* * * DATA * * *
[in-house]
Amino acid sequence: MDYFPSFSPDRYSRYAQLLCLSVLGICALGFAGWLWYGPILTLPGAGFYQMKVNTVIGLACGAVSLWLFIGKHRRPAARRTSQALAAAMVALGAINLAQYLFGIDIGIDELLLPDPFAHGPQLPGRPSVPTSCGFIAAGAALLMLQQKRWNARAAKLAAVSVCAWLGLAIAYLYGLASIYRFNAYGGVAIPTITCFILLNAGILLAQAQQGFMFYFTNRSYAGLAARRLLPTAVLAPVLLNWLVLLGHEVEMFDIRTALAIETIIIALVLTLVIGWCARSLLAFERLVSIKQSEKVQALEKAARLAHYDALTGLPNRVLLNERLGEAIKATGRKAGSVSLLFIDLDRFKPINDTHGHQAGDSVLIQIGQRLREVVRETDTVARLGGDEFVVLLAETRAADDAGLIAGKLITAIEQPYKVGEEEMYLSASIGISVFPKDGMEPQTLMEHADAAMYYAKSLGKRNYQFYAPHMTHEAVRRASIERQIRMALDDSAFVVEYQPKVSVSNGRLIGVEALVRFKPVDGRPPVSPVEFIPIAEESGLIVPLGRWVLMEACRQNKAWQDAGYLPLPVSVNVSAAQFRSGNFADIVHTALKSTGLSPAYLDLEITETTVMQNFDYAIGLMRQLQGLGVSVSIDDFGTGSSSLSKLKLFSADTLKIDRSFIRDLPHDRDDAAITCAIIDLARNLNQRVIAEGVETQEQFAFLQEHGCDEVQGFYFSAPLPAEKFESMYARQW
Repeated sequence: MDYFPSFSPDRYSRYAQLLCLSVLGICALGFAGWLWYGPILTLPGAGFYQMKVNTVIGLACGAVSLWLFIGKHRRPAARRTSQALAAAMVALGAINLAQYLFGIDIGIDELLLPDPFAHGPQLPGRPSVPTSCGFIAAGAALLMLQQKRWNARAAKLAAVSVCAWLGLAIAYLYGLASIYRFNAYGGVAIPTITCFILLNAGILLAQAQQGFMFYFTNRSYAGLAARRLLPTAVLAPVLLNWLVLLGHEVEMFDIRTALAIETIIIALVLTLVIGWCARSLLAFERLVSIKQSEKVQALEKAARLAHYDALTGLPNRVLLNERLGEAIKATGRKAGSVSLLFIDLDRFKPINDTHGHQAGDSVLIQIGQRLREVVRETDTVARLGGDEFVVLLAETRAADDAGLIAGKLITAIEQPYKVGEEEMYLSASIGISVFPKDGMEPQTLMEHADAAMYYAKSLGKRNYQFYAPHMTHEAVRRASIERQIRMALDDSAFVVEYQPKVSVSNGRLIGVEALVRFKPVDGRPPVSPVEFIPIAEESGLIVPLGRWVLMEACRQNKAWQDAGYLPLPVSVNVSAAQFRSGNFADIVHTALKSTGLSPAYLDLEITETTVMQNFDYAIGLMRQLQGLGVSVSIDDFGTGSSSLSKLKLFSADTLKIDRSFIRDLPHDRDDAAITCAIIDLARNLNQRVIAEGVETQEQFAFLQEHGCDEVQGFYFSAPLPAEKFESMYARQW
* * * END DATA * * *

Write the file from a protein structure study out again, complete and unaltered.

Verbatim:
[in-house]
Amino acid sequence: MDYFPSFSPDRYSRYAQLLCLSVLGICALGFAGWLWYGPILTLPGAGFYQMKVNTVIGLACGAVSLWLFIGKHRRPAARRTSQALAAAMVALGAINLAQYLFGIDIGIDELLLPDPFAHGPQLPGRPSVPTSCGFIAAGAALLMLQQKRWNARAAKLAAVSVCAWLGLAIAYLYGLASIYRFNAYGGVAIPTITCFILLNAGILLAQAQQGFMFYFTNRSYAGLAARRLLPTAVLAPVLLNWLVLLGHEVEMFDIRTALAIETIIIALVLTLVIGWCARSLLAFERLVSIKQSEKVQALEKAARLAHYDALTGLPNRVLLNERLGEAIKATGRKAGSVSLLFIDLDRFKPINDTHGHQAGDSVLIQIGQRLREVVRETDTVARLGGDEFVVLLAETRAADDAGLIAGKLITAIEQPYKVGEEEMYLSASIGISVFPKDGMEPQTLMEHADAAMYYAKSLGKRNYQFYAPHMTHEAVRRASIERQIRMALDDSAFVVEYQPKVSVSNGRLIGVEALVRFKPVDGRPPVSPVEFIPIAEESGLIVPLGRWVLMEACRQNKAWQDAGYLPLPVSVNVSAAQFRSGNFADIVHTALKSTGLSPAYLDLEITETTVMQNFDYAIGLMRQLQGLGVSVSIDDFGTGSSSLSKLKLFSADTLKIDRSFIRDLPHDRDDAAITCAIIDLARNLNQRVIAEGVETQEQFAFLQEHGCDEVQGFYFSAPLPAEKFESMYARQW
Repeated sequence: MDYFPSFSPDRYSRYAQLLCLSVLGICALGFAGWLWYGPILTLPGAGFYQMKVNTVIGLACGAVSLWLFIGKHRRPAARRTSQALAAAMVALGAINLAQYLFGIDIGIDELLLPDPFAHGPQLPGRPSVPTSCGFIAAGAALLMLQQKRWNARAAKLAAVSVCAWLGLAIAYLYGLASIYRFNAYGGVAIPTITCFILLNAGILLAQAQQGFMFYFTNRSYAGLAARRLLPTAVLAPVLLNWLVLLGHEVEMFDIRTALAIETIIIALVLTLVIGWCARSLLAFERLVSIKQSEKVQALEKAARLAHYDALTGLPNRVLLNERLGEAIKATGRKAGSVSLLFIDLDRFKPINDTHGHQAGDSVLIQIGQRLREVVRETDTVARLGGDEFVVLLAETRAADDAGLIAGKLITAIEQPYKVGEEEMYLSASIGISVFPKDGMEPQTLMEHADAAMYYAKSLGKRNYQFYAPHMTHEAVRRASIERQIRMALDDSAFVVEYQPKVSVSNGRLIGVEALVRFKPVDGRPPVSPVEFIPIAEESGLIVPLGRWVLMEACRQNKAWQDAGYLPLPVSVNVSAAQFRSGNFADIVHTALKSTGLSPAYLDLEITETTVMQNFDYAIGLMRQLQGLGVSVSIDDFGTGSSSLSKLKLFSADTLKIDRSFIRDLPHDRDDAAITCAIIDLARNLNQRVIAEGVETQEQFAFLQEHGCDEVQGFYFSAPLPAEKFESMYARQW